Emotions, feelings, desires—whatever you choose to call them—are central to writing. e.e. cummings wrote “since feeling is first / who pays any attention / to the syntax of things / will never wholly kiss you.” But how do we pay attention to syntax while retaining feeling?
There are countless elements of craft to aid the expression of emotion: sensory details, and the diction one uses to describe the world, can speak volumes about the inner landscape of a narrator or character, as can establishing background and setting the stakes.
Take, for instance, Paul Harding’s Enon. The novel follows Charlie Crosby for a year as he reels from the untimely death of his only daughter—an event revealed in the opening paragraph of the book. Immediately, Harding establishes this event, this background, and the reader waits to see how—or if—Charlie can recover. Knowing that his only daughter has died validates anything emotional the character expresses, ranging from numbness to excruciating physical pain. Grounded in what happened, none of his internal monologues wax melodramatic.
The landscape of the book also lends itself to Charlie Crosby’s grief. Enon is set in the fictional town of Enon, Massachusetts, where Charlie was born and raised. The rich bank of memories he has in this place confront him wherever he goes, re-experiencing and renewing the loss. His wanderings afford him reflections that lead to expression or repression of emotions. There is a depth and dimension to his grief because it’s inescapable.
A House in the Sky accomplishes this in nonfiction. Written by Amanda Lindhout and Sara Corbett, this memoir details the fifteen months Lindhout spent in captivity in Somalia. Her abduction at gunpoint both is and is not where the story begins; while the prologue offers a taste of what’s to come, the first chapter focuses on nine-year-old Lindhout paging through stacks of secondhand National Geographic magazines. This early version of her is resourceful in the face of hardship: helpless to stop her mother’s abusive live-in boyfriend, she becomes a plucky dumpster-diver for cans and bottles, which she turns into coins to buy precious back-issues of the iconic magazine.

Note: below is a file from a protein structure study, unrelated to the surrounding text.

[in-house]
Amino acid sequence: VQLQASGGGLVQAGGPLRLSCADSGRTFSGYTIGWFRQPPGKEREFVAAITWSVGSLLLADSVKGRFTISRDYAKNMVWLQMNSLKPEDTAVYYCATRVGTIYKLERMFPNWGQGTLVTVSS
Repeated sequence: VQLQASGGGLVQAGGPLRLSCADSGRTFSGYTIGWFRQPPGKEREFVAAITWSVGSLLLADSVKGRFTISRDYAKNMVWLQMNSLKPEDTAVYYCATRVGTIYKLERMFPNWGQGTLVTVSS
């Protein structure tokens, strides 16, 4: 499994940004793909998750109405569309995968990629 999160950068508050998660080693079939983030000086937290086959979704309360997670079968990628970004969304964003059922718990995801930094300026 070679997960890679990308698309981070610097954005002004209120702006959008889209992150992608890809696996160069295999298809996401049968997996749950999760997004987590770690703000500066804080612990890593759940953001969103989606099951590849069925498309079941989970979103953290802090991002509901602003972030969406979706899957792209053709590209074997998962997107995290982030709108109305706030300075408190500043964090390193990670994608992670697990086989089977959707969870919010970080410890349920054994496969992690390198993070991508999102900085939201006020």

The first third of the book is dedicated to Lindhout’s life up until her kidnapping, implying that she both is and is not like you, dear reader. Here we have a chance to understand where she came from, and to see what motivates her. When her saga was unfolding in real-time, seasoned journalists claimed Lindhout was in over her head. As if addressing this, the book allows the backstory to slowly unfold, so that a reader knows she has had plenty of prior experience abroad—including reporting from Afghanistan and Iraq. The co-authors establish an intimate familiarity with the narrator through background, so that the reader is able to relate to Lindhout by the time she heads to Somalia, if he or she can’t understand her reasons for going.
Like Charlie Crosby in Enon, Amanda Lindhout’s only motivation becomes survival. The details of her captivity and torture escalate the conflict and set the stakes so high that nothing she feels reads as unfounded.
Enon and A House in the Sky, however, are two unique examples of high stakes and an intense plot.
We’re not all writing about the untimely death of a daughter or the fifteen months spent in captivity in Somalia. Sometimes, we only want to write an artist’s statement to convey the core of our emotions without sounding whiny. Establishing backstory and motivation, or stakes, can help immensely. For the travel writers I’ve been working with, who write about anything from trekking a volcano in Nicaragua to learning Russian in Moscow, I ask them about the background leading up to the trip, and what the stakes or motivation were.
Writers want readers to feel something when they leave the page—ideally, the same sentiments the main characters are feeling. Understanding what a narrator cares about and what they’ve gone through before this allows emotion to be grounded in experience—which is more tangible than feeling.